withholding of all responsive records, “understate the degree of plaintiff’s success and would
almost amount to a free pass for the government’s obdurate behavior.” Bloomgarden v. U.S.
Dep’t of Justice, 253 F. Supp. 3d 166, 179 (D.D.C. 2017). Thus, to accomplish “rough justice”
in the award of fees, the plaintiff’s award will be reduced by fifty percent.
In sum, from the plaintiff’s stated 98.1 hours spent litigating the merits of this case (67.2
for Stamboulieh and 30.9 for Beck), 19.1 hours will be deducted for work pertaining to only
ATF (8 for Stamboulieh and 11.1 for Beck), and one hour will be deducted for time spent by
Stamboulieh reviewing documents produced by OIG after the Court’s order on summary
judgment. With these reductions, the plaintiff will be awarded fees for 78 hours of work (58.2
for Stamboulieh and 19.8 for Beck) which, after a 50 percent reduction, amounts to 39 hours
(29.1 for Stamboulieh and 9.9 for Beck). At undisputed rates of $395 for Stamboulieh and $339
for Beck, the total award for fees on the merits is $14,850.60 ($11,494.50 for Stamboulieh and
$3,356.10 for Beck). The plaintiff is also entitled to $436 in costs; the defendants have not
challenged that amount. Pl.’s Mot. at 14.
Fees on Fees
Finally, the plaintiff requests fees for time spent on the Motion for Attorneys’ Fees and
accompanying reply brief. The law is “settled in this circuit” that “[h]ours reasonably devoted to
a request for fees are compensable.” Noxell Corp. v. Firehouse No. 1 Bar–B–Que Rest., 771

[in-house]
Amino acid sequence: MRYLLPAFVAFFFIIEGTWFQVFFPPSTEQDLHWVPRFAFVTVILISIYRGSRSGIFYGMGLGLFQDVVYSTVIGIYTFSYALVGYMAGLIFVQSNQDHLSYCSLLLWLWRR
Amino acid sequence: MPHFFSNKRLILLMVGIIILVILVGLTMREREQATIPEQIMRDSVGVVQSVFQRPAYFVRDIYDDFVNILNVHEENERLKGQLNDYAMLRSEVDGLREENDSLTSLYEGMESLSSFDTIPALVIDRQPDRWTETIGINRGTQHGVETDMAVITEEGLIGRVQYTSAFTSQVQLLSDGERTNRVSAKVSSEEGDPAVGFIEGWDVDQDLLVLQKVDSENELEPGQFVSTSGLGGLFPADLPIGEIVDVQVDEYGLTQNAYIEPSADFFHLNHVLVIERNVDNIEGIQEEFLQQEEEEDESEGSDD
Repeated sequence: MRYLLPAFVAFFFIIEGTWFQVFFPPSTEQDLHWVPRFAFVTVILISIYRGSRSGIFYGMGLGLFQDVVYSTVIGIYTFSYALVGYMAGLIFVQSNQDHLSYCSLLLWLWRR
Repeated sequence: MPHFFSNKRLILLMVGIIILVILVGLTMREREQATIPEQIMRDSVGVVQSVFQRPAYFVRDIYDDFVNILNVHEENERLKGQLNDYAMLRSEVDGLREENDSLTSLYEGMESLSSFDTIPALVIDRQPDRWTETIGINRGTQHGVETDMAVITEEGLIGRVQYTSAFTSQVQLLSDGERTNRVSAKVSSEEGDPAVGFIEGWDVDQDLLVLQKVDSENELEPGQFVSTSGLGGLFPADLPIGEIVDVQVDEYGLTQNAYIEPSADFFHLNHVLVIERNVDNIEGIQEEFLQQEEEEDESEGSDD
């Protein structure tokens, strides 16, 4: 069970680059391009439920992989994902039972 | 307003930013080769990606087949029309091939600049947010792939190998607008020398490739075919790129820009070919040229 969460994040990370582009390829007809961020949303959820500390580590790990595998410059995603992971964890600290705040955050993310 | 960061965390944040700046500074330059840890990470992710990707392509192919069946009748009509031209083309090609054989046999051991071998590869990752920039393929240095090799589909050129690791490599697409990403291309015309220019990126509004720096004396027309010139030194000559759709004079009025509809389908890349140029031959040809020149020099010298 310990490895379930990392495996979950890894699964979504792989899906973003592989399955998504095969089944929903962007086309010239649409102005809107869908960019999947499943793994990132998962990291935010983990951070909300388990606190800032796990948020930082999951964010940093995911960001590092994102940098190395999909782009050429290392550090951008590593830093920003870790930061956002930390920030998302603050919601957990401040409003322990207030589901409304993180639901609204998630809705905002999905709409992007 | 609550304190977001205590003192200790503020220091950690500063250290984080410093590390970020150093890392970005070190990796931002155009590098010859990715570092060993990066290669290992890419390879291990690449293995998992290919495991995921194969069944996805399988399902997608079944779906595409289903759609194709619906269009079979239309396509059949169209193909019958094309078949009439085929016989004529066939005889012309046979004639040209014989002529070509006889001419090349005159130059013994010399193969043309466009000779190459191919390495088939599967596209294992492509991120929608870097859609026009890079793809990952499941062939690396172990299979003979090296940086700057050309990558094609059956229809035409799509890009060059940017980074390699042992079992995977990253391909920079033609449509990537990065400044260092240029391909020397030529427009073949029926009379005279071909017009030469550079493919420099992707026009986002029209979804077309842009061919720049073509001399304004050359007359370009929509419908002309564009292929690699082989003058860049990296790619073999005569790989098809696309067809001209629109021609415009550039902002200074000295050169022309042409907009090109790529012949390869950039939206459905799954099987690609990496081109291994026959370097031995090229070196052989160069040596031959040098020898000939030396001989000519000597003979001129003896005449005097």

F.2d 521, 528 (D.C. Cir. 1985). “[T]he party requesting fees on fees has the burden of
establishing the reasonableness of the request and must submit supporting documentation that
provides sufficient detail so that the Court can determine with a high degree of certainty that the
hours billed were actually reasonably expended.” Boehner v. McDermott, 541 F. Supp. 2d 310,
325 (D.D.C. 2008) (internal quotations omitted and alterations adopted) (emphasis in original).
In support of the fee motion, the plaintiffs’ attorneys submitted contemporaneous billing
records. These records were detailed and, given the presumption of reasonableness that
accompanies compliant records, the plaintiff is entitled to fees for time spent on the Motion for
Attorneys’ fees. See Jackson, 696 F. Supp. 2d at 101. Those records did not include entries for
time spent preparing the plaintiff’s reply to its Motion for Attorneys’ fees. See Pl.’s Reply at 13.
The plaintiff later submitted contemporaneous billing records for six hours spent by attorney
Stamboulieh for the time spent on the reply. See Pl.’s Response Min. Order, Ex. 1, Decl. of